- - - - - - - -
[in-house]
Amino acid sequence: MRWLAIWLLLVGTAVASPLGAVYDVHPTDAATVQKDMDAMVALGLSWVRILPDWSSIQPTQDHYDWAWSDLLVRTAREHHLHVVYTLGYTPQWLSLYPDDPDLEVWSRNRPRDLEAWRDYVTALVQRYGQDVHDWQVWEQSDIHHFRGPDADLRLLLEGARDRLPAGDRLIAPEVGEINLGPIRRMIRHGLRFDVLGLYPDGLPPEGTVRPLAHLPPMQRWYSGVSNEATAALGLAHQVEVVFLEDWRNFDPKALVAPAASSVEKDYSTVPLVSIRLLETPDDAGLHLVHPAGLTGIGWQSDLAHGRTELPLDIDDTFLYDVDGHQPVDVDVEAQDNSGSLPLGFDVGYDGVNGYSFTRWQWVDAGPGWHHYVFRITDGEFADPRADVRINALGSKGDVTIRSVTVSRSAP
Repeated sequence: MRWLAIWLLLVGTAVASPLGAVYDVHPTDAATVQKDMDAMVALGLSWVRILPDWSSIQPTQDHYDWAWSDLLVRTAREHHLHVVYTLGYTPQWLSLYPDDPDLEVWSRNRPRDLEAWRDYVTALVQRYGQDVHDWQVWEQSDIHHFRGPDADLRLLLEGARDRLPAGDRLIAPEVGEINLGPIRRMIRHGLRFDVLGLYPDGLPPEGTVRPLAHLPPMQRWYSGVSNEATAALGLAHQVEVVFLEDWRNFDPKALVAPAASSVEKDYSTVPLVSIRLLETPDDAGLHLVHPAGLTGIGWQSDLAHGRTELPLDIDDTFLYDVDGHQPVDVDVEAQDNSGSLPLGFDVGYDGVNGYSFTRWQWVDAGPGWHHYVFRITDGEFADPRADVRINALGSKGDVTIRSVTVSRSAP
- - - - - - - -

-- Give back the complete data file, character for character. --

[in-house]
Amino acid sequence: MRWLAIWLLLVGTAVASPLGAVYDVHPTDAATVQKDMDAMVALGLSWVRILPDWSSIQPTQDHYDWAWSDLLVRTAREHHLHVVYTLGYTPQWLSLYPDDPDLEVWSRNRPRDLEAWRDYVTALVQRYGQDVHDWQVWEQSDIHHFRGPDADLRLLLEGARDRLPAGDRLIAPEVGEINLGPIRRMIRHGLRFDVLGLYPDGLPPEGTVRPLAHLPPMQRWYSGVSNEATAALGLAHQVEVVFLEDWRNFDPKALVAPAASSVEKDYSTVPLVSIRLLETPDDAGLHLVHPAGLTGIGWQSDLAHGRTELPLDIDDTFLYDVDGHQPVDVDVEAQDNSGSLPLGFDVGYDGVNGYSFTRWQWVDAGPGWHHYVFRITDGEFADPRADVRINALGSKGDVTIRSVTVSRSAP
Repeated sequence: MRWLAIWLLLVGTAVASPLGAVYDVHPTDAATVQKDMDAMVALGLSWVRILPDWSSIQPTQDHYDWAWSDLLVRTAREHHLHVVYTLGYTPQWLSLYPDDPDLEVWSRNRPRDLEAWRDYVTALVQRYGQDVHDWQVWEQSDIHHFRGPDADLRLLLEGARDRLPAGDRLIAPEVGEINLGPIRRMIRHGLRFDVLGLYPDGLPPEGTVRPLAHLPPMQRWYSGVSNEATAALGLAHQVEVVFLEDWRNFDPKALVAPAASSVEKDYSTVPLVSIRLLETPDDAGLHLVHPAGLTGIGWQSDLAHGRTELPLDIDDTFLYDVDGHQPVDVDVEAQDNSGSLPLGFDVGYDGVNGYSFTRWQWVDAGPGWHHYVFRITDGEFADPRADVRINALGSKGDVTIRSVTVSRSAP